Word 2011 now has a built-in equation editor that makes it easy to add and edit mathematics equations. The equation editor, which appears as an Equation Tools Ribbon when you add an equation to your document, gives Word a leg up on Pages, which requires that you buy MathType for the same functionality.
Word 2011 has a few other welcomed improvements and additions. Office 2011 also marks the reintroduction of Visual Basic for Applications, which means that Word is no longer limited to Automator and AppleScript for automation. There’s better organization of the tools you use to manage footnotes, endnotes, and bibliographies, and a new customizable, distraction-free full screen mode. This full screen mode is similar to what you’ll find in Pages or other word processors like Hog Bay Software’s WriteRoom (). While the differences between these modes in these different applications is negligible, Word does offer a unique read-only mode that makes it easier for you to see, read, and navigate through all the pages in your document. This read-only mode also allows you to view all the changes made by the different authors that have worked on a document if you have Word’s track changes feature turned on.
Speaking of track changes, there’s always the question as to how well Word’s track changes feature works and how well documents shared between Mac and Windows versions retain formatting and paragraph styles. While I wasn’t able to do any extensive cross-platform testing, in the limited testing I was able to do, I did not have any issues with formatting, paragraph styles, tables, or images added to documents. You may run into issues if the fonts you have available on one computer are not available on the other computer. With regard to change tracking (again with limited testing), the only complaint I have is Word 2011 still does not track changes made to images that you add to your documents.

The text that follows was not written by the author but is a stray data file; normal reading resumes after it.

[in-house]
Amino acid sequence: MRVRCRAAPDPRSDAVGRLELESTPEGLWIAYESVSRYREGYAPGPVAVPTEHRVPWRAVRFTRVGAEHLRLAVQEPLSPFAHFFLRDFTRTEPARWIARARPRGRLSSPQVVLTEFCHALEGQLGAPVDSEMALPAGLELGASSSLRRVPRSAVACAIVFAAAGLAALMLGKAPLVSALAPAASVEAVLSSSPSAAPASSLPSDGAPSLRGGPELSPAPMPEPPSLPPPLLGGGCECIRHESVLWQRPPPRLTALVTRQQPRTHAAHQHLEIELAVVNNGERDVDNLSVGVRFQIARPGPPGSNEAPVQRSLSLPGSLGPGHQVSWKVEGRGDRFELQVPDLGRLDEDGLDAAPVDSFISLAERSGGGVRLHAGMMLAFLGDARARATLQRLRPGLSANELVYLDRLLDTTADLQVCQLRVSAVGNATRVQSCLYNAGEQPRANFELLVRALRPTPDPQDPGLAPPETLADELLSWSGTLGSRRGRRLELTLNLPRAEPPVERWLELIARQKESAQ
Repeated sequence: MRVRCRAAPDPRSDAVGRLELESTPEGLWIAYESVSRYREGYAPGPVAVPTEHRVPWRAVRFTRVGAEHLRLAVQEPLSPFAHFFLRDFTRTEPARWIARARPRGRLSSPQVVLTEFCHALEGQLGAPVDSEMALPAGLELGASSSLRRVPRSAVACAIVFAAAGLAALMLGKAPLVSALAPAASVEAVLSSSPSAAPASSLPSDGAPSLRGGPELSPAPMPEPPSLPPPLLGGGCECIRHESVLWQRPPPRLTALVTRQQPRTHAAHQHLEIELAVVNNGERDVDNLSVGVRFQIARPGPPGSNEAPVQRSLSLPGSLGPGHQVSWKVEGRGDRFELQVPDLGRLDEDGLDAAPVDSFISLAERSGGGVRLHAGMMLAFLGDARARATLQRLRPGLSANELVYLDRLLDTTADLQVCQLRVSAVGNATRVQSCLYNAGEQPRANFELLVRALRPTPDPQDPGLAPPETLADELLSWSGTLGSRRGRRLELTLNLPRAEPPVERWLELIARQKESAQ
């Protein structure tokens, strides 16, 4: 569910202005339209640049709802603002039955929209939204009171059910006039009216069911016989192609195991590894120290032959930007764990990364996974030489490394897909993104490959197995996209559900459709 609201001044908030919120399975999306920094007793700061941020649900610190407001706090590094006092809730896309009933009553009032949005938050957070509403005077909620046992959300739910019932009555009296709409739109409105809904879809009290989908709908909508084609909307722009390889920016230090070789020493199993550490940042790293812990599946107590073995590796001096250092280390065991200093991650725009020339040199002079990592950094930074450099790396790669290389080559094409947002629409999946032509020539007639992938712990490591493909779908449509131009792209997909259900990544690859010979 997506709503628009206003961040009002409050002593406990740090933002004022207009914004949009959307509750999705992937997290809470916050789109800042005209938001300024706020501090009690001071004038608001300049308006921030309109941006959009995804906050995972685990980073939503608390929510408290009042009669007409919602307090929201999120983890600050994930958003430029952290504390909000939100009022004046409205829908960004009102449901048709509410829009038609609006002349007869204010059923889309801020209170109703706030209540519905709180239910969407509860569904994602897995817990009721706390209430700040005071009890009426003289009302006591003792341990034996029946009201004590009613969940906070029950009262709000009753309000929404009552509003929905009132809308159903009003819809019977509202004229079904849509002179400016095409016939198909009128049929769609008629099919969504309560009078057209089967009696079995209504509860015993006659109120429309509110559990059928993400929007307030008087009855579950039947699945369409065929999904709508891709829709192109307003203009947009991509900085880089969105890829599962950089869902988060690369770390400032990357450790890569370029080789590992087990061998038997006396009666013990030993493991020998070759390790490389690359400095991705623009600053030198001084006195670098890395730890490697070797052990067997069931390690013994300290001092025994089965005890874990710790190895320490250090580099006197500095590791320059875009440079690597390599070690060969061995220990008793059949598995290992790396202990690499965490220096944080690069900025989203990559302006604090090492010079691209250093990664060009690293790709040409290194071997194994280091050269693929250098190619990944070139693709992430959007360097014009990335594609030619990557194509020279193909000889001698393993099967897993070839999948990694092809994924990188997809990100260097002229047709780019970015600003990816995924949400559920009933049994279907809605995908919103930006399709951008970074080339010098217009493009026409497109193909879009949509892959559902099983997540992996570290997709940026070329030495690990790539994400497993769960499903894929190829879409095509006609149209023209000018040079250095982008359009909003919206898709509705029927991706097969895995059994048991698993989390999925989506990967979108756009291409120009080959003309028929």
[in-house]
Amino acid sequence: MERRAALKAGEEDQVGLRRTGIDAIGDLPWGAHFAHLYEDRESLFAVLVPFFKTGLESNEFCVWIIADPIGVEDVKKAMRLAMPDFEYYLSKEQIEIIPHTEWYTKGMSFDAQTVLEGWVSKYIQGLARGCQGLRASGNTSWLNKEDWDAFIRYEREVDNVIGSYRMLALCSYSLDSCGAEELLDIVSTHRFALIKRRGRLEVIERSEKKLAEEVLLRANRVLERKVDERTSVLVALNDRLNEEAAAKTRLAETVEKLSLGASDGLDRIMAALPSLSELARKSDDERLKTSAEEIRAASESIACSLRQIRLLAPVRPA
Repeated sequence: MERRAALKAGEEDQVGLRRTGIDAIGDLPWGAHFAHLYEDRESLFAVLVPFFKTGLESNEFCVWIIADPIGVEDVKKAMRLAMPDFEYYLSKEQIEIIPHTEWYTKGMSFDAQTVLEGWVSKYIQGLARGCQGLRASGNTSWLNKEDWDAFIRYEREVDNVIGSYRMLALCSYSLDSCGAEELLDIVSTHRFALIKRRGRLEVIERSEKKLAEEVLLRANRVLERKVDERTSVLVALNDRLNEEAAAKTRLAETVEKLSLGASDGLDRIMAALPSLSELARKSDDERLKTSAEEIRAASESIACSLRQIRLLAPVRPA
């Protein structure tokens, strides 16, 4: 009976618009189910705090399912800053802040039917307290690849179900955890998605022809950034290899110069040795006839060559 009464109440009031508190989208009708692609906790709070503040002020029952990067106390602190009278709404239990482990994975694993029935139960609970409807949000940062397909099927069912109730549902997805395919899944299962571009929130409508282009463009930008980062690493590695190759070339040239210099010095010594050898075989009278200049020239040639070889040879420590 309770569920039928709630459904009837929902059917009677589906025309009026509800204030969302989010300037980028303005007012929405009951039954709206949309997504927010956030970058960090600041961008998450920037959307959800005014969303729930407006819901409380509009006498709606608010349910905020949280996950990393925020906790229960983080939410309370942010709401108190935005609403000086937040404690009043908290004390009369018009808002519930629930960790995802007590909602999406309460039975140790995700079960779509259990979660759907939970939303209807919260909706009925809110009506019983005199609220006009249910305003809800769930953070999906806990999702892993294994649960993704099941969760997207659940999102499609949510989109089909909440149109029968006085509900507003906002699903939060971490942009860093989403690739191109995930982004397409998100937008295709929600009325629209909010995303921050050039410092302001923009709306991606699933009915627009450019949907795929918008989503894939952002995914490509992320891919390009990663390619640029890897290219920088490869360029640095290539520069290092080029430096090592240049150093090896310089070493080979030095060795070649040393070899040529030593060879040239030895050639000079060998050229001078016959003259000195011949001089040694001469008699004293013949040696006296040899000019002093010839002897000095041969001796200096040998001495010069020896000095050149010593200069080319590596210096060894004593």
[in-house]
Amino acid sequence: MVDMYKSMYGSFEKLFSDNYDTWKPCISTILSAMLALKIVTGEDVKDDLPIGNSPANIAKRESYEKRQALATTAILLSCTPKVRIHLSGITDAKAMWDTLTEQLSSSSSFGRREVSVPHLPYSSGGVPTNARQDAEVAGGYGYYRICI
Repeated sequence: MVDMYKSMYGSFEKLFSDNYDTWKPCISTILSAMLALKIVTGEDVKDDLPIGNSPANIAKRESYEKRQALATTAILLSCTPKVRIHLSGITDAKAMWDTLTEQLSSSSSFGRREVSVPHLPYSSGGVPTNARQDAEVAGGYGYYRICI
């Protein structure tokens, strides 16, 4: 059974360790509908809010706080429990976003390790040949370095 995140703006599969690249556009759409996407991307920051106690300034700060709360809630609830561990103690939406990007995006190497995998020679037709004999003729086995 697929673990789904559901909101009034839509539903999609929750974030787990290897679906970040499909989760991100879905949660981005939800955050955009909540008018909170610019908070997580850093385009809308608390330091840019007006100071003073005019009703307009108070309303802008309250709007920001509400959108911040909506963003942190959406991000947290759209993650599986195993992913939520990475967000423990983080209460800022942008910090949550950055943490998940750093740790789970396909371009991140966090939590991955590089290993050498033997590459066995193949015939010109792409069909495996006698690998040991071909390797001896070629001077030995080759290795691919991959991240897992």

In benchmark tests performed by Macworld Lab, Word 2011 was much faster than Word 2008 at opening a file; in our Scroll and Save File test, the times were closer. We’ll have more benchmark results in an upcoming lab report.
Word 2011 benchmarks
Open with File
Results are in seconds. Lower results are better and are in bold.
How we tested. We open 250-page file and stopped timing when the pages were calculated. We timed a scroll from the first page to the last page. We performed a Save As operation.—Macworld Lab testing performed by James Galbraith
Macworld’s buying advice
After years of lamenting what Word for Mac lacks, I find myself in the odd yet enviable position of announcing that Word 2011 is great. It is a solid word processing application that is powerful and well designed, and makes it easy to find all the features you need. But what’s most important is that it’s designed to move your Mac into your office with no regrets, no compromises, and no excuses for why your Mac can’t play well with the Windows version of the same application.
[Jeffery Battersby is an IT Consultant, (very) small-time actor, and regular contributor to Macworld. He writes about Macs and more at his blog.]